Roger Marcum: Education must have a culture that is student-centered. The academic success of a school or district is largely determined by the performance of the certified and classified staff who serve the students. Therefore, the two most important factors for school and district success are quality teachers in every classroom and effective leadership, which are a direct reflection of community expectations.

Rob Stafford:Learning to go to school every day is part of learning to be a good employee. It’s important that kids stay in school. It’s a pretty rough world out there, and without an education it becomes harder. From a business standpoint, schools are funded on Average Daily Attendance figures. If our students have good attendance, it can help you in many ways to provide good programs for them.

Joshua Powell: Great schools realize their great responsibility, obligation and opportunity to improve society. The collective power of schools is great. My interest are in doing what is best for kids.

What do you find most rewarding as a teacher and/or superintendent? What challenges you?

Joshua Powell: The most rewarding thing as a teacher is to know that you made a positive impact on a person’s ability to lead others. The most rewarding thing as a superintendent is to see dramatic improvement of a community, using public education as a tool for progress.

Roger Marcum: As a superintendent, you have fewer opportunities to know the students personally, but you have more opportunities to help educators grow professionally so that they are better equipped to meet the needs of students.

Rob Stafford: The most rewarding experience as a superintendent is walking through classrooms and witnessing students excited about learning. The most challenging aspect is dealing with the numerous social, political and economic factors that impacts schools. The lack of funding is having an impact on public education and its ability to provide services to all students.

Larry Woods: I have known that I wanted to be in the teaching profession since junior high school. While in high school, I coached and worked in youth programs and have never stopped. I now have 33 years as an educator and still look forward to each day in working with our youth. I believe that a successful educator, upon retirement, will reflect back to the many students that they have influenced. It is then one can truly measure success.

Brent Holsclaw: I think the most rewarding aspect is when the concept you are teaching is finally understood by your students. It is almost like the “Ah-ha” light comes on. It’s a very positive emotion

Given the renewed emphasis on improving educational standards at both state and general levels, where do you see the field of education going?

Chuck Adams: Both state and federal governments have quite a bit of ground to make up. My hope is for less high-stakes accountability and more individualized assistance so students can be successful in an area of study meaningful to them. The minimum requirement on Commonwealth Accountability Testing System (CATS) does not train students for anything other than college. If we don’t include vocational training in our plans, we are letting our community down. there is a high rate of unemployment resulting from a lack of resources and opportunities for individuals to achieve the vision of work they have.

Larry Sparks: Educators are going to be dealing with a more diversified population and ever-greater challenges. Differentiated instruction will probably go to a whole new level. Educators are going to be challenged as never before to reach every child. I believe we will see the role of technology in the classroom become a more important tool than it is today. I would love to see more money put into vocational and technical education. I spent three years as the principal of our count’s area technology center. During this time I witnessed students who struggled greatly in the traditional high school setting become examples of success when placed in classes such as welding, carpentry and electricity. There is a place for everyone.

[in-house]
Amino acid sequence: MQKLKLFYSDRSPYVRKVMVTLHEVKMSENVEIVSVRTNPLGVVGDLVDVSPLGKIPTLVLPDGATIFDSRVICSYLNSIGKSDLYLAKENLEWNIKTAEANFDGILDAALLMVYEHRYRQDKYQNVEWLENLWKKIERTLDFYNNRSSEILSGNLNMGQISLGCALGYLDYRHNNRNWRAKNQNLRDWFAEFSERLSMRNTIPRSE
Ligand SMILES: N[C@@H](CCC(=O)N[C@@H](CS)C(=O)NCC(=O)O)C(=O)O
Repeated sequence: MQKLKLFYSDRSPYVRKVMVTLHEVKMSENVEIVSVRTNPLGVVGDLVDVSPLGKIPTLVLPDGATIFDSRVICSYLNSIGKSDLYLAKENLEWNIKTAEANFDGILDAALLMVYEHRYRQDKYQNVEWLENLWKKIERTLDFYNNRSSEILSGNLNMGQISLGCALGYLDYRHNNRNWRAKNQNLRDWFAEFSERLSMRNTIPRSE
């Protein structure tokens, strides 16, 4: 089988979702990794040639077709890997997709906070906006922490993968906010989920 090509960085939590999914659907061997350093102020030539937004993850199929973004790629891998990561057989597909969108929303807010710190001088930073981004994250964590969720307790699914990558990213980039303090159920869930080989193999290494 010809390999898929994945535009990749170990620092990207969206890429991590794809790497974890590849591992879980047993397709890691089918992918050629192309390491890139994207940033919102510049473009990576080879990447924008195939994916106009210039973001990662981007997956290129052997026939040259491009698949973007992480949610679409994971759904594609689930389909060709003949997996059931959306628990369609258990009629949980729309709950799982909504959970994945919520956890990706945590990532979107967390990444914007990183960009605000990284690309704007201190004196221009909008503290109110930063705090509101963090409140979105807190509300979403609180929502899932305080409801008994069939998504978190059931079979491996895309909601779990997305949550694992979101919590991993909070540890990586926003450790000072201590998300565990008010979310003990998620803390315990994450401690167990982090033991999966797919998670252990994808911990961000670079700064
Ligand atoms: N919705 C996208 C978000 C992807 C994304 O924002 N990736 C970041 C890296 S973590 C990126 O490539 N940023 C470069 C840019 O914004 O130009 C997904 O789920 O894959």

Brent Holsclaw: We have a responsibility to create standards that prepare our students to be problem-solvers and provide them with the ability to be critical thinkers. We know that our students are competing for employment on an international level as well as being compared to students across the globe.

Joshua Powell: I think that the answer in Kentucky, as well as in the nation, lies in the improvement of public education. Moreover, when many other states are not placing emphasis on improvement, but instead watering down standards, an opportunity exists for Kentucky to catapult forward to a nationally competitive standing

Kathy Burkhardt: We also have to measure ourselves globally and ask why our students are falling behind the students in other nations. We are preparing students for careers that may not even exists tomorrow. Students have to learn to be creative thinkers, problem solvers and lifelong learners.

What advice would you offer individuals considering a career in public school administration?

Joshua Adams: Only go into teaching if you believe you can improve the world. You actually can.

Chuck Adams: A superintendent has to make 100 decisions a day, and 99 percent of them won’t make everyone happy at the same time. It’s those decisions that matter. It has to be a good decision for the kids.

Rob Stafford: Go in and try to do the best you can do every day, and make the right decisions that will somehow impact the progress of kids. Go in with your eyes wide open and understand that administration is totally different from teaching. Make sure that you’re a good listener and be able to see things from different perspectives before you make decisions. Also, know that you are going to face numerous difficulties, but seeing students achieve and schools progress because of your efforts is very rewarding.

Brent Holsclaw: What you learn in the classroom will only be a small portion of what you will need to meet the demands of the job. Be a good listener. Surround yourself with good people to help make good decisions. Develop a network of advisors and mentors. Be flexible. Have fun, love your job and do not take yourself too seriously.

Categories: News, People
Tags: alumni, Appalachia, education, Education Studies Department

Berea College, the first interracial and coeducational college in the South, focuses on learning, labor and service. The College only admits academically promising students with limited financial resources—primarily from Kentucky and Appalachia—but welcomes students from 41 states and 76 countries. Every Berea student receives a Tuition Promise Scholarship, which means no Berea student pays for tuition. Berea is one of nine federally recognized Work Colleges, so students work 10 hours or more weekly to earn money for books, housing and meals. The College’s motto, “God has made of one blood all peoples of the earth,” speaks to its inclusive Christian character.